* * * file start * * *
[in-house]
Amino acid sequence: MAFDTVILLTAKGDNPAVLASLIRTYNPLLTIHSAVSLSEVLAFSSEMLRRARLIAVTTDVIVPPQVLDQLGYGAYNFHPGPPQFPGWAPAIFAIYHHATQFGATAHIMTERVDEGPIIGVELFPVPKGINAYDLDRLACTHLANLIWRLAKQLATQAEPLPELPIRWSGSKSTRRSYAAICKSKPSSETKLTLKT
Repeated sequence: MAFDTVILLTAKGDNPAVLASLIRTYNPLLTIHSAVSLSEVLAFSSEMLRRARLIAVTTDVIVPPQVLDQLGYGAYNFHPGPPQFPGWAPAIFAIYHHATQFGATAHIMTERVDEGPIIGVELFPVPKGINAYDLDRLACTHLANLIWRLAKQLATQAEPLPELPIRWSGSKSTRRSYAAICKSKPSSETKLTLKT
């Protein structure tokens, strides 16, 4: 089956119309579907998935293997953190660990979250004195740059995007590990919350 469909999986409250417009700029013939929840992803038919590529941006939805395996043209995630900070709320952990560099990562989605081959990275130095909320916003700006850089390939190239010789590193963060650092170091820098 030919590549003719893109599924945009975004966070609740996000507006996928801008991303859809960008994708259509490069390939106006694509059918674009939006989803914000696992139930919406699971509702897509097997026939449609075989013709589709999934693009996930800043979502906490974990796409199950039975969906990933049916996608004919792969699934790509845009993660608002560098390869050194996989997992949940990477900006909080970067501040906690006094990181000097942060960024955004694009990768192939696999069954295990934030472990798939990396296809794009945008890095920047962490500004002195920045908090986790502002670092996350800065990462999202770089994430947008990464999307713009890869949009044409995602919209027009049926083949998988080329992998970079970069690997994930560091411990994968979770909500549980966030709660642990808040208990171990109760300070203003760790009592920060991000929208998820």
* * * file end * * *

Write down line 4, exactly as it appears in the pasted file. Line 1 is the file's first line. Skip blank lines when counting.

């Protein structure tokens, strides 16, 4: 089956119309579907998935293997953190660990979250004195740059995007590990919350 469909999986409250417009700029013939929840992803038919590529941006939805395996043209995630900070709320952990560099990562989605081959990275130095909320916003700006850089390939190239010789590193963060650092170091820098 030919590549003719893109599924945009975004966070609740996000507006996928801008991303859809960008994708259509490069390939106006694509059918674009939006989803914000696992139930919406699971509702897509097997026939449609075989013709589709999934693009996930800043979502906490974990796409199950039975969906990933049916996608004919792969699934790509845009993660608002560098390869050194996989997992949940990477900006909080970067501040906690006094990181000097942060960024955004694009990768192939696999069954295990934030472990798939990396296809794009945008890095920047962490500004002195920045908090986790502002670092996350800065990462999202770089994430947008990464999307713009890869949009044409995602919209027009049926083949998988080329992998970079970069690997994930560091411990994968979770909500549980966030709660642990808040208990171990109760300070203003760790009592920060991000929208998820």